Room (2015) Review


The term sheltered childhood is an all too literal one for 5 year old Jack, one of the two protagonists in Room. He has never step foot outside of the shed in which he was born. He lives there with his mother, known simply to him as Ma, who has lived there since being kidnapped 7 years ago. She and Jack have come to name the place in which they are trapped simply as Room.

A plot such as Room’s, would, you’d presume be the tale of an innocent young girl being trapped and abused by a monster, who in the movie is known as Old Nick but that is far from what this movie is. Room is a story about a mother and her child and the impact our upbringing can have on us. The two have nothing to cling to except each other. They are linked to the world through a TV set and a skylight- the only exercise they get is running between the confined walls and a small yoga routine Ma has devised. Jack is unaware of a world outside of Room, he believes that there is only Room and nothing more. That is until Ma devises an escape plan that will take the pair out of this hell.

Room is, first and foremost anchored by its two phenomenal central performances. Brie Larson looks nailed on to take the Best Actress statuette at the Oscars- her performance takes hold and early on and never lets you out of its grip. Perhaps even more impressing though is young Jacob Tremblay, who was only 8 years old at the time of filming. Jack illuminates Room- his child-like observations, reminiscent of Quvenzhale Wallis’ breakthrough performance in Beasts of the Southern Wild three years ago help ease the pain of the situation. Room is at times an extremely gruelling watch, one made easier by Jack’s often humorous observations. What starts off as an extremely bleak movie eventually turns into one that will melt even the darkest of hearts. On four occasions during the movie I welled up and once I nearly broke my fingers squeezing the arms of my chair so much. Room is the very definition of an emotional rollercoaster.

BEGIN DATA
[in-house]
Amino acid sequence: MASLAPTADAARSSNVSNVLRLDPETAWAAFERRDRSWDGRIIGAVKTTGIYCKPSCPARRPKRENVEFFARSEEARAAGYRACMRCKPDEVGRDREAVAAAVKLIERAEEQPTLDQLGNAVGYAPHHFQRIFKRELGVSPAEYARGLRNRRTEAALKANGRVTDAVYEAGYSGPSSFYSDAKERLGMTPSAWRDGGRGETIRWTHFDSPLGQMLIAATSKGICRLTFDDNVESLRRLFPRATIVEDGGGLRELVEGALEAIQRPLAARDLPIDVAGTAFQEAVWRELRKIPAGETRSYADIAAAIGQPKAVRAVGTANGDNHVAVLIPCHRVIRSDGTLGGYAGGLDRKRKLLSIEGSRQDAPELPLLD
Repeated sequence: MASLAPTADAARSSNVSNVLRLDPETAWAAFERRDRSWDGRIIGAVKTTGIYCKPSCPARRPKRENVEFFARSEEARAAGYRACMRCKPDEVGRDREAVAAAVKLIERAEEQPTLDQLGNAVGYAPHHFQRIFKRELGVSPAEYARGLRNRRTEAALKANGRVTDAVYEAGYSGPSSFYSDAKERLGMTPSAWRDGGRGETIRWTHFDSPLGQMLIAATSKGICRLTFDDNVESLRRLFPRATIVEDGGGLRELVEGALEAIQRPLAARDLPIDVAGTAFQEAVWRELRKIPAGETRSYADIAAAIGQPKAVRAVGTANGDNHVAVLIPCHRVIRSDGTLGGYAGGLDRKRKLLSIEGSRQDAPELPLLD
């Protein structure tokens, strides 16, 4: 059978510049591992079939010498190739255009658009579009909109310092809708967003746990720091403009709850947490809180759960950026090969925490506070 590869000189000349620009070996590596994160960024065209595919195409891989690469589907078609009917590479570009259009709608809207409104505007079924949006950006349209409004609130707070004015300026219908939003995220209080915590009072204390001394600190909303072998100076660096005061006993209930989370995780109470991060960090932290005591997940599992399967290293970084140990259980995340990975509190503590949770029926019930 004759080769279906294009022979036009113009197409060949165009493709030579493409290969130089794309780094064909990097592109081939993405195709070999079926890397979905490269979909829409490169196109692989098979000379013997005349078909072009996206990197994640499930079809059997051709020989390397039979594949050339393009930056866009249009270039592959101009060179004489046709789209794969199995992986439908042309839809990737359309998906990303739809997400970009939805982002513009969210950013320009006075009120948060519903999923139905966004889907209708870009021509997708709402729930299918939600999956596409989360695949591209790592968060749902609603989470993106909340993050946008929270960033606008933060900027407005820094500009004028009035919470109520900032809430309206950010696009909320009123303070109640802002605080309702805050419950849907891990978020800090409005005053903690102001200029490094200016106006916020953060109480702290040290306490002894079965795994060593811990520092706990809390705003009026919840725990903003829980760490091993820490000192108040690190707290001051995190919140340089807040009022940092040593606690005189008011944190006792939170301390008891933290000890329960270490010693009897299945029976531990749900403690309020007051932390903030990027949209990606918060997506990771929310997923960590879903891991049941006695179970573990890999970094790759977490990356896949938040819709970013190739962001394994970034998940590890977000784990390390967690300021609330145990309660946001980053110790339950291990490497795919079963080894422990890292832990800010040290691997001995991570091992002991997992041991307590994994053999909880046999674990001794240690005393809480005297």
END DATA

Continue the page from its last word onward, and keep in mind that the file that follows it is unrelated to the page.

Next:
Lenny Abrahamson, who takes charge of the movie handles Emma Donoughue’s adapted script with precision- bringing the novel on which the movie is based to life expertly. Room is a rarity- a film that is arguably better than the novel on which it is based. Abrahamson handles Jack’s adaptation to the world with suitable poignancy- one sequence in particular, when Jack is first thrown into the world from which he has been kept for so long is thrilling stuff.

With a lot of this year’s awards contenders proving disappointing Room is the one film you can not miss. It’s two hours of having your emotions thrown all the over place but it is also the most poignant and beautiful movie released in 2016 so far.

⭐ ⭐ ⭐ ⭐ ⭐


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